• The Magnificent Tron

    Amazed they still don’t have a car parked in front of the crosswalk by #13.  Guess this was a lucky day for them taking photos.

  • MRB

    In a vast majority of cases, do the police have better parking options?

  • @6cc8759e54e85e42c5d105f58bc31365:disqus They could walk an extra block and find a parking spot like any one else.

  • @Rob Yes, it’s not quite a secure perimeter. The cops can also mount the curb and squeeze in between the two bell bollards.

  • J

    @6cc8759e54e85e42c5d105f58bc31365:disqus In many cases there is even a parking lot specifically for police officers. This was the case for the 30th precinct near my old place in West Harlem. The parking lot was lightly used and the entire sidewalk on both sides of the street was occupied by parked cars, typically with all four wheels on the sidewalk, completely closing it to pedestrians. 

    Aerial View:
    http://bit.ly/nK9tBk

    Street View:
    http://bit.ly/nLtMqU

    The prudent solution would be to have each precinct to actually survey their parking needs, and then designate the required amount of street space for legal police parking. However, NYPD is too lazy, and politicians are too chicken-shit to even consider anything that reduces street parking for residents. Instead, they are both comfortable with the status quo where pedestrians are the ones that suffer.

  • Ian Dutton

    Oh, please, DOT… take a look at the corner of Sixth Ave. and W. Broadway and consider a similar treatment! The police parking there (Second Transit District as well as spillover from 1st Pct.) makes crossings a risky proposition!

  • Anonymous

    We should have police that live in the neighborhoods they work in or even within the city so they could take public transit.  Right now it seems like the dashboard perspective is costing lives.

    Unfortunately these obstacles are just that.  they are also obstacles to pedestrian travel.

  • carma

    @mistermarkdavis:disqus 
    its all great to have officers living in the neighborhood they work, but lets face it, how many jobs actually are like that.  most ppl commute on average of 40 minutes within this city.  we are such a big city, its hard to say that police should only live in the nabe they work in. 

    btw; the nypd force consists of officers living in the 5 surrounding counties of NYC.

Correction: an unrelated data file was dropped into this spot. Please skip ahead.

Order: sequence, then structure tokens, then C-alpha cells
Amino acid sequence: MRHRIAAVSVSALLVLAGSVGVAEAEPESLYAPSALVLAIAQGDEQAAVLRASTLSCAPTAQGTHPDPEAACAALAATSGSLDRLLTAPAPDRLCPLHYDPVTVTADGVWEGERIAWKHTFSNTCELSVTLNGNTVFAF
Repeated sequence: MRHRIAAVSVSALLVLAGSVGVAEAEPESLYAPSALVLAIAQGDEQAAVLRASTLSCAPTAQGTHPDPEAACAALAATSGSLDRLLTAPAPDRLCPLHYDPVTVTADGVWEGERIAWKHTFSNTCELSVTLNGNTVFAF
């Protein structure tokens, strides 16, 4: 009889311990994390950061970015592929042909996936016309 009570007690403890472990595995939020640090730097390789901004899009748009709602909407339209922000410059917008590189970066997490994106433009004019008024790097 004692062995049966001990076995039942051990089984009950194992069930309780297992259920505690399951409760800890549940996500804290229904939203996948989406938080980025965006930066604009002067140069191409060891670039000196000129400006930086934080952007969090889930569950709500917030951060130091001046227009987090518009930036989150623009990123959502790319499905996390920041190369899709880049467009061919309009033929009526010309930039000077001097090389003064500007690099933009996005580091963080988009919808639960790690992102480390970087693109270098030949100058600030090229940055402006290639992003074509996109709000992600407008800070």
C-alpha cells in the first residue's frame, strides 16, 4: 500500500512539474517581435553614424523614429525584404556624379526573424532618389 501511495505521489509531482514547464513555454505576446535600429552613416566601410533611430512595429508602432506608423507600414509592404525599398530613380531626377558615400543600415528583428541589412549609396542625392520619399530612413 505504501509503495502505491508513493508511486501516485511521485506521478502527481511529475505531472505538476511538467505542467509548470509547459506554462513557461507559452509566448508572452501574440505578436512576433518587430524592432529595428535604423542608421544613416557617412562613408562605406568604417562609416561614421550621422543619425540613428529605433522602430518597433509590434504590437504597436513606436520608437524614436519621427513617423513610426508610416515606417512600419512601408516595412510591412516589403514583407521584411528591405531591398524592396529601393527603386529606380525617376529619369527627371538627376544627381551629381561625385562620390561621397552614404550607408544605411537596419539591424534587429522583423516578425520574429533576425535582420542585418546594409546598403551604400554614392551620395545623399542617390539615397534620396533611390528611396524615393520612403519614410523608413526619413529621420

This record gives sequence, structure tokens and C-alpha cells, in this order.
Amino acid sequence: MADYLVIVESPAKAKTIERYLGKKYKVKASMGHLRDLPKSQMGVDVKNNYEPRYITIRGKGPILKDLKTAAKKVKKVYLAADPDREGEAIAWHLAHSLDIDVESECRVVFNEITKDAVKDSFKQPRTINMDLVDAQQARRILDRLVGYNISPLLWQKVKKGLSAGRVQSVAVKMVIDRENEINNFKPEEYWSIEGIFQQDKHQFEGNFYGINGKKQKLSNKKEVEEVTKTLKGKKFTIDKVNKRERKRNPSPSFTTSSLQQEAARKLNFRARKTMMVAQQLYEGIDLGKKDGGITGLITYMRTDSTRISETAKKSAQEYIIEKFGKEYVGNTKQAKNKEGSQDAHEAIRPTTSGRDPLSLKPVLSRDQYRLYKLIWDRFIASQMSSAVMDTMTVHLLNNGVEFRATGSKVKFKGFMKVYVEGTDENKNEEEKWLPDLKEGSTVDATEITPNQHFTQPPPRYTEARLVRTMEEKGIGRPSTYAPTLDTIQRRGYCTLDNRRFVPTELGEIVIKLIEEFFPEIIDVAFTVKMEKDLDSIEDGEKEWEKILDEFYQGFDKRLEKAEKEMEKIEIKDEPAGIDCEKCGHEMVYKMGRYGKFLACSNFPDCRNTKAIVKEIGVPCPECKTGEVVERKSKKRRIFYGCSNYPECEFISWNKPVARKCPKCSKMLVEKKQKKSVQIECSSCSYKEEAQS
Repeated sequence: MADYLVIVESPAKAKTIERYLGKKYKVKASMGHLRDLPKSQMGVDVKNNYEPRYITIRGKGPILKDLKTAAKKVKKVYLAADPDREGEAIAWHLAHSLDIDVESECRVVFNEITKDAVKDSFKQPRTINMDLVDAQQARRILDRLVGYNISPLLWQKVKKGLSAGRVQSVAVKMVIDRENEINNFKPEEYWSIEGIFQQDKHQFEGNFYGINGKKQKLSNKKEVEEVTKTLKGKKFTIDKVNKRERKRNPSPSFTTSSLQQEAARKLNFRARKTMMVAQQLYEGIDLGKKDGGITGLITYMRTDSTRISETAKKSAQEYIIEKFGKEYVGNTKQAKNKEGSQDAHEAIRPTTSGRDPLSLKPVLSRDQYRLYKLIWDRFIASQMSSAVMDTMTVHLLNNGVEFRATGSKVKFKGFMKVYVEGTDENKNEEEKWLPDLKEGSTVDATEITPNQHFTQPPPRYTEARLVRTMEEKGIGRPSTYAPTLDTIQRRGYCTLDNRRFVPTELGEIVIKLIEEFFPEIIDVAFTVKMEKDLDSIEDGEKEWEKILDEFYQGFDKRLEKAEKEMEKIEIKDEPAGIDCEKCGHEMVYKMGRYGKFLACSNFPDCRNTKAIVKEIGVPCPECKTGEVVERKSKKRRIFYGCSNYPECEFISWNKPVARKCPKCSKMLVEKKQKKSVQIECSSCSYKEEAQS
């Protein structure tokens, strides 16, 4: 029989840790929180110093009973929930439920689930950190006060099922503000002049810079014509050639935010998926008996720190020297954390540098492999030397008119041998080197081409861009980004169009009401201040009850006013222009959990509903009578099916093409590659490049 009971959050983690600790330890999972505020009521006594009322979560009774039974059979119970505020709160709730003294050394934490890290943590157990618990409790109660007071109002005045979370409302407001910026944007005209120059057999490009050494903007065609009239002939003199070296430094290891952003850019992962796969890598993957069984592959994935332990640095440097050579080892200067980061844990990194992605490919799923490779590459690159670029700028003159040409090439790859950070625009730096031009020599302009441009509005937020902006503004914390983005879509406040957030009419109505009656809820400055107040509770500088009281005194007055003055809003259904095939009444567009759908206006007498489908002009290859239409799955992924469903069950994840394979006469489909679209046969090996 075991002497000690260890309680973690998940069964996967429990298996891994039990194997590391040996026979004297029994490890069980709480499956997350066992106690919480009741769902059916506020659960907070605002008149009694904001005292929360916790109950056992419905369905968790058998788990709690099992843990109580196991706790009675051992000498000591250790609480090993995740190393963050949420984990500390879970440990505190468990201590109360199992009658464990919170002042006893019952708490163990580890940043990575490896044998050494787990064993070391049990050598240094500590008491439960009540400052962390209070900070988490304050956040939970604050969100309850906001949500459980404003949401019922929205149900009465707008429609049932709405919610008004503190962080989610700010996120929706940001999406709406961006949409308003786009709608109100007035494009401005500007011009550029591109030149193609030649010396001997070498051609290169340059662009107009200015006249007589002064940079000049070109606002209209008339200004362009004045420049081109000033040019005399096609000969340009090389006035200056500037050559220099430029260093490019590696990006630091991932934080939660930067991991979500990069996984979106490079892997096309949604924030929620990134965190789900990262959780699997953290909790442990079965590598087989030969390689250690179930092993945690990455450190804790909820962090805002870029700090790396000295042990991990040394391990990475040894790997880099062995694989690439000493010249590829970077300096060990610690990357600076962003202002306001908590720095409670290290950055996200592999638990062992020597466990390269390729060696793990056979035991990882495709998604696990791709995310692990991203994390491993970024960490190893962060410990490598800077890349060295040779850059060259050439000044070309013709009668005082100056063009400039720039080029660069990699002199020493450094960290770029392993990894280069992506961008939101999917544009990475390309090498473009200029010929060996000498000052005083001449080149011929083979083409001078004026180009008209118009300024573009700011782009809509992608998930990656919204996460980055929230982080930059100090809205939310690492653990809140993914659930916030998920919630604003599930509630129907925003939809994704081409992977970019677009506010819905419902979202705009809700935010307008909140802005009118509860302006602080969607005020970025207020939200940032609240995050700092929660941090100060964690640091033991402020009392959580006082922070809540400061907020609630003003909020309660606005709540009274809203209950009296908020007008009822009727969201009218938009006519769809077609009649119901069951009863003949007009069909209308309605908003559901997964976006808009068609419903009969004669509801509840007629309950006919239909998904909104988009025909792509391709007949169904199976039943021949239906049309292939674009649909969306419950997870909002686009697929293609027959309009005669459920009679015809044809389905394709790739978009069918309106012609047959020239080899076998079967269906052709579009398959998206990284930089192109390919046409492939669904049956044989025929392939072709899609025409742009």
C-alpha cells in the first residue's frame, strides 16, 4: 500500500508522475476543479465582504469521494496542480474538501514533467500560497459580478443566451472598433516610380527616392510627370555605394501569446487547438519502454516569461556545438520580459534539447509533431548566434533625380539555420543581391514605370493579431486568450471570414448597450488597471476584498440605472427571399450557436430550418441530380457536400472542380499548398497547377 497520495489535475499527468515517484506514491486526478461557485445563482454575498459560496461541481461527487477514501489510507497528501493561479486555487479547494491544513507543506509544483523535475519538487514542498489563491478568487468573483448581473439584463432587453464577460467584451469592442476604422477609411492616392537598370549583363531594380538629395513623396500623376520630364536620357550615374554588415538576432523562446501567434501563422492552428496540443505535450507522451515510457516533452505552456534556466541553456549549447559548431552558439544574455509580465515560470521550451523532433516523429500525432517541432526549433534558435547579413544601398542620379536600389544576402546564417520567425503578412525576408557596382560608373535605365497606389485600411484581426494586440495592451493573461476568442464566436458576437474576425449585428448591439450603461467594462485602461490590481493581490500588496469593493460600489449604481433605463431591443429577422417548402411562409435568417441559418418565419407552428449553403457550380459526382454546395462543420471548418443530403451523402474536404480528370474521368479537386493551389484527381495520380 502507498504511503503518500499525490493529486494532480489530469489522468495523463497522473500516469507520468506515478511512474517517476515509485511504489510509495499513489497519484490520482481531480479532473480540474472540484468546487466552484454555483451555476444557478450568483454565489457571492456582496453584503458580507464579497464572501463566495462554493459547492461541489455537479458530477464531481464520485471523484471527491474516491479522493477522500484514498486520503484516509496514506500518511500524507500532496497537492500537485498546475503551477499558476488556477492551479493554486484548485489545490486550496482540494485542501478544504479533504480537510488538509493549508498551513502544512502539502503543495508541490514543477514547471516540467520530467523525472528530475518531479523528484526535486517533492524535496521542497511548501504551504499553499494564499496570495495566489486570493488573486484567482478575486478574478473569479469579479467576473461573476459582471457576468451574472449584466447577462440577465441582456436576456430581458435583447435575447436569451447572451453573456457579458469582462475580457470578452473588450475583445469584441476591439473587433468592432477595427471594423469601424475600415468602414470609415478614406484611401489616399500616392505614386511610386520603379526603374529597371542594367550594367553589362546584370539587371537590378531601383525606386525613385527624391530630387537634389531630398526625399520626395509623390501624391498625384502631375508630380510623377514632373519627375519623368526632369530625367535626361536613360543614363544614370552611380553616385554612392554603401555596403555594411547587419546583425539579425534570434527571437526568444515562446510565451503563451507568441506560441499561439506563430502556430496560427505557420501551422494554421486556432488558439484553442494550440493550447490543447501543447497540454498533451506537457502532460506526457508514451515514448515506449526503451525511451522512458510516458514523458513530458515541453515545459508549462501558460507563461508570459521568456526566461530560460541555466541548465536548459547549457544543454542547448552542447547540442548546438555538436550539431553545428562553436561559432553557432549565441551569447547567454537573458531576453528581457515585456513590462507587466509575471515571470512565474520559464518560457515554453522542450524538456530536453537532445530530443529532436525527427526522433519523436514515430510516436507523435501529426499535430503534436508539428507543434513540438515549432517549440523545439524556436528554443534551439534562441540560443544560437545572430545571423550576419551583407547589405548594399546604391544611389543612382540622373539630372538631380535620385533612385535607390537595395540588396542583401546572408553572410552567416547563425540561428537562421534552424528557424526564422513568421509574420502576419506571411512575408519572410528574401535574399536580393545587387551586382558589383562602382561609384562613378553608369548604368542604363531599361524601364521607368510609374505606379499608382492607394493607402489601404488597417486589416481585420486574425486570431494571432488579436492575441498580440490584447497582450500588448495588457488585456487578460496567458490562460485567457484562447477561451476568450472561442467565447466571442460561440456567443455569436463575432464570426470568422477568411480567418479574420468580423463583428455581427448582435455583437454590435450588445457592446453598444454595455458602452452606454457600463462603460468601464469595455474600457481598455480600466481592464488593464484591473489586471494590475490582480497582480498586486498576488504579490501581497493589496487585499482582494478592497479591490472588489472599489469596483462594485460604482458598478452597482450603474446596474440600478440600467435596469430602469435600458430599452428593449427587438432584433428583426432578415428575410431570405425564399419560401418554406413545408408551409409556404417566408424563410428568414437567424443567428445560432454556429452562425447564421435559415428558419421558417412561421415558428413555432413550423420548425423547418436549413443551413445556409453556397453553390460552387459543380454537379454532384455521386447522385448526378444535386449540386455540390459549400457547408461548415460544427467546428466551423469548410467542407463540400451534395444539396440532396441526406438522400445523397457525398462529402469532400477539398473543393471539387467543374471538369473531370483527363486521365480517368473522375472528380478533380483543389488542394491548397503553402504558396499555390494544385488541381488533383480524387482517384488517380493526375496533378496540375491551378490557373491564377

• Driver

     It’s funny how most everyone in this city seems to walk wherever they want, whenever they want, yet somehow if the sidewalk is partially blocked this is some sort of major catastrophe that forces pedestrians to “suffer”. 
     Maybe some outrage would seem justified if we saw pictures of scores of pedestrians trying to squeeze through a narrow passing or walking in the street.  Something tells me that particular triangle doesn’t get a whole lot of pedestrian traffic. 

    Is it really fair to expect the cops to police the same neighborhood they live in?  It seems this could adversely impact their personal lives or their ability to police.  Would you want to have to lock up your own neighbor and then live near them?  Police also work odd shifts, which can make public transit a lousy option.

  • Anonymous

    I am all for installing obstacles to prevent sidewalk parking, but why isn’t there a more consistent design vision at work here? This mishmash of elements looks like a giant forgot to clean up his toys at the end of the day.

  • @mistermarkdavis:disqus well to be fair, the granite slabs also look like great places to sit (and if trees really do get put in, it might even be kinda nice)…
    It looks like some more skinny bollards on either side of the bike cut are needed though… even in less douchey neighborhoods, many drivers seem to interpret sidewalk cuts as “ooh a nice way to get my car on the sidewalk.”